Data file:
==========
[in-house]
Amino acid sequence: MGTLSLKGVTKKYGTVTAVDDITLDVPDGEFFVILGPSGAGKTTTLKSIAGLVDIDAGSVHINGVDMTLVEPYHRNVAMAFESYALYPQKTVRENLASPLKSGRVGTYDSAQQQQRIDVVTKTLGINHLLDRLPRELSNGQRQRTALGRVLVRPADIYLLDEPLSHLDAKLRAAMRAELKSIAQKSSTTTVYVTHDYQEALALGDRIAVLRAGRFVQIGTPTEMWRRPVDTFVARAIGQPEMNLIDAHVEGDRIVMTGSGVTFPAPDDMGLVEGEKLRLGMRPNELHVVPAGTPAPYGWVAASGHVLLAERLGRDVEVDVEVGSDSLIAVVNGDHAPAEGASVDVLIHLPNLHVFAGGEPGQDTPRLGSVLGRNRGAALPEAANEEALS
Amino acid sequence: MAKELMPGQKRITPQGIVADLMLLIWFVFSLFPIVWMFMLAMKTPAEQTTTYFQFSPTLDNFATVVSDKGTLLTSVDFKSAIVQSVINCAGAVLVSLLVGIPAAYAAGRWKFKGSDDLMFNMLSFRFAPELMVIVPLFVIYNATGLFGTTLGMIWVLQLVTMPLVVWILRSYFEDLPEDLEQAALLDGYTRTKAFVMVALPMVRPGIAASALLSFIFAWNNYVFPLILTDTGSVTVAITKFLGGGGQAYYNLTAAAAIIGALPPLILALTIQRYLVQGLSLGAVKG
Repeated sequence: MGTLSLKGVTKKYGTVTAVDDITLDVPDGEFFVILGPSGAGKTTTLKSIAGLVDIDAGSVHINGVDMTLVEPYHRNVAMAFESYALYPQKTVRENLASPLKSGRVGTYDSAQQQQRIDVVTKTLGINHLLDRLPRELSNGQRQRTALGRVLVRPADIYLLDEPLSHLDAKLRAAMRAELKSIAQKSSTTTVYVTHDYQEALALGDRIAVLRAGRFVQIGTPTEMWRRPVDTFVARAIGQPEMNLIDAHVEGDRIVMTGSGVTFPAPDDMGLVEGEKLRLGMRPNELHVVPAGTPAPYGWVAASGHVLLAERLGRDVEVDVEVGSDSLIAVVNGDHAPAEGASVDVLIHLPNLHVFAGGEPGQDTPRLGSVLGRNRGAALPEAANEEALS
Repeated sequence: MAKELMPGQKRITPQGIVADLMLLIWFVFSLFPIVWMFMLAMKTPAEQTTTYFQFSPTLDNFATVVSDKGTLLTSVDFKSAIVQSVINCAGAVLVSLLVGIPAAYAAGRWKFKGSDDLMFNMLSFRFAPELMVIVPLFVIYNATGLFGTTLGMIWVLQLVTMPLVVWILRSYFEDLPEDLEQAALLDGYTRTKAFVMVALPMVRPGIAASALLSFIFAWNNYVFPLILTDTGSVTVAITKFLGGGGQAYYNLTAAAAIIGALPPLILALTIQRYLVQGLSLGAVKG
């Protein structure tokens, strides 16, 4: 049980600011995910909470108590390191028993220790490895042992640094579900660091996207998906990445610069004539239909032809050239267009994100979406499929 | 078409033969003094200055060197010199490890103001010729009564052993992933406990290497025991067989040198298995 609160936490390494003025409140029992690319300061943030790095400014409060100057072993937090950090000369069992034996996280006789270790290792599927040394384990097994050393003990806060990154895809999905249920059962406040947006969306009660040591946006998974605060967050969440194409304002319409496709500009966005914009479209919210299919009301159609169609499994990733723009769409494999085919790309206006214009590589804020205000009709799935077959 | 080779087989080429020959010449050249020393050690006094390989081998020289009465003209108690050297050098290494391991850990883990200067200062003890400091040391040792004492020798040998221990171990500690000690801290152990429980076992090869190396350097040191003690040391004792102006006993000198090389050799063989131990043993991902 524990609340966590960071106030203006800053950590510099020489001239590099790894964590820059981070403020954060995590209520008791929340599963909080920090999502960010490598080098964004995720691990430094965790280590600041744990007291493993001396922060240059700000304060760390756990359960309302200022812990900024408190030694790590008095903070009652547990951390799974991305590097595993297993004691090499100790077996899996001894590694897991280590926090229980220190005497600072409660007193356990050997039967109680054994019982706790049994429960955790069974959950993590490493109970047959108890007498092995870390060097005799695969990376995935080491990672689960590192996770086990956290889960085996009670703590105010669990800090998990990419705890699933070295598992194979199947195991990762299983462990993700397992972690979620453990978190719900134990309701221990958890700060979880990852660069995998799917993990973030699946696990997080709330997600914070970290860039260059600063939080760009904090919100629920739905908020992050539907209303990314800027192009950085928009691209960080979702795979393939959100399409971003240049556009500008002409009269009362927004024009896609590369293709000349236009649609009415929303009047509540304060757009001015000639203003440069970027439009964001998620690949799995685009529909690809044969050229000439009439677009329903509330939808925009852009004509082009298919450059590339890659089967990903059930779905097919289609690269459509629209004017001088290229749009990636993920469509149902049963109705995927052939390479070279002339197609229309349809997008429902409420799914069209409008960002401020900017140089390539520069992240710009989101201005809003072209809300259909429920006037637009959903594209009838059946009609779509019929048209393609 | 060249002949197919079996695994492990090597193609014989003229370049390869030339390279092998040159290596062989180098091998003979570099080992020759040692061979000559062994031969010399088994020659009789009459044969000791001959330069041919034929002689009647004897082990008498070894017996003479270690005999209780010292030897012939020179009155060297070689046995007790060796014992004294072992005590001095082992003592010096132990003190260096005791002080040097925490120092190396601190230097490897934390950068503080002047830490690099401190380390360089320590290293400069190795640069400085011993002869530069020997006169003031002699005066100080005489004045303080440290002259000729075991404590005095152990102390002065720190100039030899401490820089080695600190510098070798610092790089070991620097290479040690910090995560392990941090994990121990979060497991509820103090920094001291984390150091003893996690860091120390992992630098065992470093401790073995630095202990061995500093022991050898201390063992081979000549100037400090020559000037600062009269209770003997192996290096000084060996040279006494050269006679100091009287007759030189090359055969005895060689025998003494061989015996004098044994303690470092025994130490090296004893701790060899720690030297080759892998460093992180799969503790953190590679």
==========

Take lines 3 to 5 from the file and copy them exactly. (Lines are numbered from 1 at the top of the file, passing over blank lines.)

Amino acid sequence: MAKELMPGQKRITPQGIVADLMLLIWFVFSLFPIVWMFMLAMKTPAEQTTTYFQFSPTLDNFATVVSDKGTLLTSVDFKSAIVQSVINCAGAVLVSLLVGIPAAYAAGRWKFKGSDDLMFNMLSFRFAPELMVIVPLFVIYNATGLFGTTLGMIWVLQLVTMPLVVWILRSYFEDLPEDLEQAALLDGYTRTKAFVMVALPMVRPGIAASALLSFIFAWNNYVFPLILTDTGSVTVAITKFLGGGGQAYYNLTAAAAIIGALPPLILALTIQRYLVQGLSLGAVKG
Repeated sequence: MGTLSLKGVTKKYGTVTAVDDITLDVPDGEFFVILGPSGAGKTTTLKSIAGLVDIDAGSVHINGVDMTLVEPYHRNVAMAFESYALYPQKTVRENLASPLKSGRVGTYDSAQQQQRIDVVTKTLGINHLLDRLPRELSNGQRQRTALGRVLVRPADIYLLDEPLSHLDAKLRAAMRAELKSIAQKSSTTTVYVTHDYQEALALGDRIAVLRAGRFVQIGTPTEMWRRPVDTFVARAIGQPEMNLIDAHVEGDRIVMTGSGVTFPAPDDMGLVEGEKLRLGMRPNELHVVPAGTPAPYGWVAASGHVLLAERLGRDVEVDVEVGSDSLIAVVNGDHAPAEGASVDVLIHLPNLHVFAGGEPGQDTPRLGSVLGRNRGAALPEAANEEALS
Repeated sequence: MAKELMPGQKRITPQGIVADLMLLIWFVFSLFPIVWMFMLAMKTPAEQTTTYFQFSPTLDNFATVVSDKGTLLTSVDFKSAIVQSVINCAGAVLVSLLVGIPAAYAAGRWKFKGSDDLMFNMLSFRFAPELMVIVPLFVIYNATGLFGTTLGMIWVLQLVTMPLVVWILRSYFEDLPEDLEQAALLDGYTRTKAFVMVALPMVRPGIAASALLSFIFAWNNYVFPLILTDTGSVTVAITKFLGGGGQAYYNLTAAAAIIGALPPLILALTIQRYLVQGLSLGAVKG